Described by BIG as a "vortex", Glasir comprises five levels that wrap around a central courtyard, before projecting as cantilevers that overlook surrounding landscape.
The building, which measure 19,200 square metres, contains three different schools and facilities for 1,750 people.
"Glasir retains the autonomy and individual identity for each of the three schools, while creating ideal conditions for collaboration and learning to flourish — an incubator for innovation rather than a traditional school setting," explained the architecture studio, which is led by Bjarke Ingels.
"The building is organised like a vortex, with each level opening up and the top levels radiating 30 metres out towards the mountainous landscape."
Inside, the building dedicates one level to each of the three schools: Faroe Islands Gymnasium, Tórshavn Technical College and the Business College of Faroe Islands.
There is also a level designated for shared food and faculty spaces, and another for fitness and social gatherings. The levels project outwards, and are aligned with the stepped topography of the site.
To retain focus on this sculptural form, BIG designed Glasir's external finishes from glass and aluminium.
The glass panels are staggered and have a sawtooth form. They are teamed with a grass roof intended to help the building blend in with the Faroese landscape over time.
Glasir is accessed by a bridge, which provides access across the steep slope of the site. It leads into a large circular courtyard, which forms the heart of the building.
Like the building's exterior, this courtyard is designed as an extension of the surrounding landscape, and it is intended as a "natural gathering point" across all levels within the building.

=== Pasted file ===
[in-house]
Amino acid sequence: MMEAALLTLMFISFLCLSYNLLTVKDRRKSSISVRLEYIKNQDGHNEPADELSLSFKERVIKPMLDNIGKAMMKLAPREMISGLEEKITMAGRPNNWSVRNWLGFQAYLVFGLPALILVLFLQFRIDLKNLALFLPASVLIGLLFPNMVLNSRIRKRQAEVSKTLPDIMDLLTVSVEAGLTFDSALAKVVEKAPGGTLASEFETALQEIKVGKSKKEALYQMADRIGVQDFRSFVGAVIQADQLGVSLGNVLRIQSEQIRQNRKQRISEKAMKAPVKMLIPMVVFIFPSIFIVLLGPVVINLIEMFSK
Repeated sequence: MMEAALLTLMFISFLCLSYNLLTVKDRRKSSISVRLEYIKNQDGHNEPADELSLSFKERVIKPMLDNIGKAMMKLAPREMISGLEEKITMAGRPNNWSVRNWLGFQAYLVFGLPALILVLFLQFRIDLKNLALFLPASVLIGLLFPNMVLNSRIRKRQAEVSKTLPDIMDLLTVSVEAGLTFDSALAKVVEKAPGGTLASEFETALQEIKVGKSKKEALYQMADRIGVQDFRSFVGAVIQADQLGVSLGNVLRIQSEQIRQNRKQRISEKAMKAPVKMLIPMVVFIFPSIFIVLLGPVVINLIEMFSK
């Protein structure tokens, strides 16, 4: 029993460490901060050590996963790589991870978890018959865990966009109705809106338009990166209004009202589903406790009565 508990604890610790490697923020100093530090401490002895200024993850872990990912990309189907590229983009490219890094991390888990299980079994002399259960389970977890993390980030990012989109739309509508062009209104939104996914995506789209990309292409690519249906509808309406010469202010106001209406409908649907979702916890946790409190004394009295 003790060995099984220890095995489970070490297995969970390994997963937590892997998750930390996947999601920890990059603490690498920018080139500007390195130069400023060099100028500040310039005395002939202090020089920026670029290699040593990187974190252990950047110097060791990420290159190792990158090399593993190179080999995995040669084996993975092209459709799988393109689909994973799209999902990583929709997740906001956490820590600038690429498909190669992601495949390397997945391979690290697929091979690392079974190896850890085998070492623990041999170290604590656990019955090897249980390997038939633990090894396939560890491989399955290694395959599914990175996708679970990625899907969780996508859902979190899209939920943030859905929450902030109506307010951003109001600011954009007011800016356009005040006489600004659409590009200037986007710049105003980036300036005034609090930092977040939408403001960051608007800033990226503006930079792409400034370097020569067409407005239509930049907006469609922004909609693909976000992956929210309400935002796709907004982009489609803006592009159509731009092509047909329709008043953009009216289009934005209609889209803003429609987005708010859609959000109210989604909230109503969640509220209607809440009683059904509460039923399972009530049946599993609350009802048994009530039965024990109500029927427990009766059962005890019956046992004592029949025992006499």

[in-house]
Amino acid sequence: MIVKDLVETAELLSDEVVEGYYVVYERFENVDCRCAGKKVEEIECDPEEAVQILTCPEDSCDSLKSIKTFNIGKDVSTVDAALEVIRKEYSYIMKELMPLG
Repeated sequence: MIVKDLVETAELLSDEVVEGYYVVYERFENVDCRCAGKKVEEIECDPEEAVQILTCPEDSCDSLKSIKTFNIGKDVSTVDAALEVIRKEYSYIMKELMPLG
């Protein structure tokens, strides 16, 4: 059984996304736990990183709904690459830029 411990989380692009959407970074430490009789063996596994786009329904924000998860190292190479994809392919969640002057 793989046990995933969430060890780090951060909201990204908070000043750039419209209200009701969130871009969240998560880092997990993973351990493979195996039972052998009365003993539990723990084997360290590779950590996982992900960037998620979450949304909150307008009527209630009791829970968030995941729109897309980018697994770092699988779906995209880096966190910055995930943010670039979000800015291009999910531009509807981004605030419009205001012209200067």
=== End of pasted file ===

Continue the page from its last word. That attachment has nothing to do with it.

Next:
The courtyard measures 32 metres in diameter. It features staggered steps that can be used for meetings and dining, while doubling as auditorium-like seating for larger events.
Above the atrium is a giant skylight, flooding the space with daylight, while protecting it from the harsh Faroese climate.
Glasir is complete with interior finishes that combine a selection of stone, cast concrete and wood, while the partitions between the classrooms and courtyard are complete in coloured glass.
BIG won a competition to build Glasir in 2009. Designed in collaboration with Fuglark, Lemming & Eriksson, Rosan Bosch, Samal Johannesen, Martin E Leo and K J Elrad Radgevandi Verkfroendingar, it was dubbed as the largest ever project to be built on the islands.
Founded in 2005 by Bjarke Ingels, BIG is a Copenhagen and New York architecture studio.
Photography is by Rasmus Hjortshoj.
Partners-in-charge: Bjarke Ingels, Finn Nørkjær, Ole Elkjær Larsen
Project Architect: Høgni Laksáfoss
Team: Alberte Danvig, Alejandro Mata Gonzales, Alessio Valmori, Alexandre Carpentier, Annette Birthe Jensen, Armen Menendian, Athena Morella, Baptiste Blot, Boris Peianov, Camille Crepin, Claudio Moretti, Dag Præstegaard, Daniel Pihl, David Zahle, Edouard Boisse, Elisha Nathoo, Enea Michelesio, Eskild Nordbud, Ewelina Moszczynska, Frederik Lyng, Goda Luksaite, Henrik Kania, Høgni Laksáfoss, Jakob Lange, Jakob Teglgård Hansen, Jan Besikov, Jan Kudlicka, Jan Magasanik, Jeppe Ecklon, Jesper Boye Andersen, Ji-Young Yoon, Johan Cool, Kari-Ann Petersen, Kim Christensen, Kristoffer Negendahl, Long Zuo, Martin Cajade, Michael Schønemann Jensen, Mikkel Marcker Stubgaard, Niklas Rausch, Norbert Nadudvari, Oana Simionescu, Richard Howis, Sabine Kokina, Simonas Petrakas, Sofia Sofianou, Takumi Iwasawam, Tobias Hjortdal, Tommy Bjørnstrup, Victor Bejenaru, Xiao Xuan Lu
BIG Ideas: Tore Banke, Kristoffer Negendahl
Collaborators: Fuglark, Lemming & Eriksson, Rosan Bosch, Samal Johannesen, Martin E Leo and K J Elrad Radgevandi Verkfroendingar